There’s so much bad reporting about religion and religion-related stories these days — the continual surprise evidenced by The New York Times that the leaders of Roman Catholic institutions may choose to act, well, in a Catholic manner, for example — that it’s not a bad thing, I believe to highlight instances where a given reporter (and publication) get it right.
Such a refreshing, if deeply sobering, example comes from reporter Naftali Bendavid of The Wall Street Journal. A Congressional correspondent for the paper, he ventured somewhat far afield to extensively report on “A Race to Preserve the Voices of Holocaust’s Last Survivors.” The opening sets the tone, of course:
JEMEPPE-SUR-SAMBRE, Belgium — Simon Gronowski, an 82-year-old Holocaust survivor, mesmerized schoolchildren in this small town recently with a detailed account of jumping off a train to Auschwitz and hiding from the Nazis for three years.
The students lobbed close to 50 questions at him, ranging from the unsophisticated — “Did you meet Hitler?” — to the sensitive, like his feelings about losing the mother and sister who stayed on the train.
But the talk exhausted Mr. Gronowski. His knees bother him, he doesn’t hear that well, and it isn’t clear how much longer he can deliver such talks, though he has no plans to stop. “My children and my grandchildren will talk about it,” he said. “I can’t do any more than I’m doing.”
Although there are believed to be 160,000 survivors of the Shoah, or “destruction,” as Jews often refer to the Holocaust, still alive, their numbers are dwindling. As each one passes, a voice, a recollection and even the physical evidence of having survived — the numbered tattoo on a forearm — is lost:
A survivor who was 20 when Auschwitz was liberated would be 88 today, and already few are left who were adults during the war. “Nothing has as much impact as seeing the person in real life,” said Regina Sluszny, 74, who was hidden from the Nazis as a child. “But we have no choice. We can’t live forever.”
The need for living witness, ironically, grows as generations are more and more removed from the actual events of World War II.
I was born during Eisenhower’s second presidential term, and as a child and teen there were plenty of documentaries, interviews, films and mini-series focusing on the National Socialists and their reign of terror. Now, such documentaries are fewer and farther between, it seems, even if some notable ones are still appearing.
Examined in closer detail, the numbers are even more dire:
Figures for camps that focused on forced labor rather than killing are more complex, because more inmates survived and moved among camps. Bergen-Belsen, in Germany, had roughly 50,000 inmates at liberation, though about 10,000 died within weeks. Today, the Bergen-Belsen Memorial and Museum knows of about 2,000 survivors.
The world’s Holocaust memorials are scrambling to react. The U.S. Holocaust Memorial Museum and Israel’s Yad Vashem are accelerating their collection of personal artifacts like dolls and diaries. Almost all Holocaust museums now feature eyewitness recordings. The Shoah Foundation, founded by Steven Spielberg, is developing holograms of survivors that can interact with visitors.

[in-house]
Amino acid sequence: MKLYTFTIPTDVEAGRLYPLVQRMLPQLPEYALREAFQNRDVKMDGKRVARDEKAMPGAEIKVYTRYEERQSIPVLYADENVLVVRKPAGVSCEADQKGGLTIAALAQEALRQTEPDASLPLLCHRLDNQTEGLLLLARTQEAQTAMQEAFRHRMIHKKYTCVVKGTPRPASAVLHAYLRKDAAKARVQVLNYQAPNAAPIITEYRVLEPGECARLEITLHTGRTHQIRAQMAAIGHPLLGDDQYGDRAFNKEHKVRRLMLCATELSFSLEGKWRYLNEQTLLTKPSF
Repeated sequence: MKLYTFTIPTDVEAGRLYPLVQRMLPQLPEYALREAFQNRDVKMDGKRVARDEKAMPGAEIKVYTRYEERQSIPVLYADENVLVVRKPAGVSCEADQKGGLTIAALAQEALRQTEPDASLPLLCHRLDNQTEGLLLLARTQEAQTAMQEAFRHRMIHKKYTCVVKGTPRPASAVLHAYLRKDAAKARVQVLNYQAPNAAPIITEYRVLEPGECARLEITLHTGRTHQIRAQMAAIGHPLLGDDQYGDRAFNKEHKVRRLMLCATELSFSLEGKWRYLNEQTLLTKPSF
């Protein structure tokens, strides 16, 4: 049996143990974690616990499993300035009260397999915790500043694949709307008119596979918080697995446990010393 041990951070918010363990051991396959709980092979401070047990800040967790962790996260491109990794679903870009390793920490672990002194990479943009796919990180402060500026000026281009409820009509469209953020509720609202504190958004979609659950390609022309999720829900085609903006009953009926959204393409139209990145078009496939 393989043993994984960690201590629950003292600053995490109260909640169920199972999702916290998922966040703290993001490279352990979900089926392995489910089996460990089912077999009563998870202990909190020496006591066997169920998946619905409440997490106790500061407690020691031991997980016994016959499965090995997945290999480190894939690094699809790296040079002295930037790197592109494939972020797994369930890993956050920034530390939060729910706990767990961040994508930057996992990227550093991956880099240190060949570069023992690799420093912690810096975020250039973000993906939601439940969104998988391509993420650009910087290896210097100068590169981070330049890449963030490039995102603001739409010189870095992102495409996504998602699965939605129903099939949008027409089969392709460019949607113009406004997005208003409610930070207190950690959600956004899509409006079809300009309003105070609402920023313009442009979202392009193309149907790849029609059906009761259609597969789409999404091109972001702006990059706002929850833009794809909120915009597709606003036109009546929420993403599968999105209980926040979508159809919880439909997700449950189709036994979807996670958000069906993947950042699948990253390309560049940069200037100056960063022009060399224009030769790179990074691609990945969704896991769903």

But these are responses, not replacements. After the war, Holocaust survivors were initially slow to speak, partly because a world focused on healing didn’t seem that interested. But a desire to scrutinize the Holocaust has grown sharply over the decades, and a few years ago survivors began telling their stories, driven by a need to rebut Holocaust deniers and a recognition that they wouldn’t be around forever.
There are, of course, difficulties when trying to summarize as complex an issue as the preservation of the stories of the Holocaust, and the Journal rightly examines a key issue facing today’s museums dedicated to the subject:
The questions raised by the survivors’ aging go deeper than educational techniques. With their fading, the Holocaust is transforming from memory to history, and it is now being fitted into its long-term place in the Western narrative.
The question is where that place is. Some museums are trying to keep the Holocaust relevant, as survivors age, by putting it in the context of more recent atrocities. Belgium recently opened a “Museum on the Holocaust and Human Rights,” and it seeks to tie the tragedy to recognizable daily problems.
A film near the entrance shows episodes of playground bullying and workplace harassment, then moves to apartheid and lynching before arriving at the Nazis. On another floor, a wall features a photo of a delirious crowd at a music festival, to illustrate mob behavior.
The museum focuses primarily on the Holocaust, and its displays are affecting, but some Belgian Jews are unhappy with its broad lens—”There is not enough feeling from the Jewish deportation,” said survivor Denis Baumerder. It is an expression of a broader dispute between those who see the Holocaust as unique, almost outside history, and those who want to place it firmly in the flow of historical events.
This is a sensitively written story, exquisitely told, and which should be of concern to all who value human rights, religious freedom and the accurate telling of history.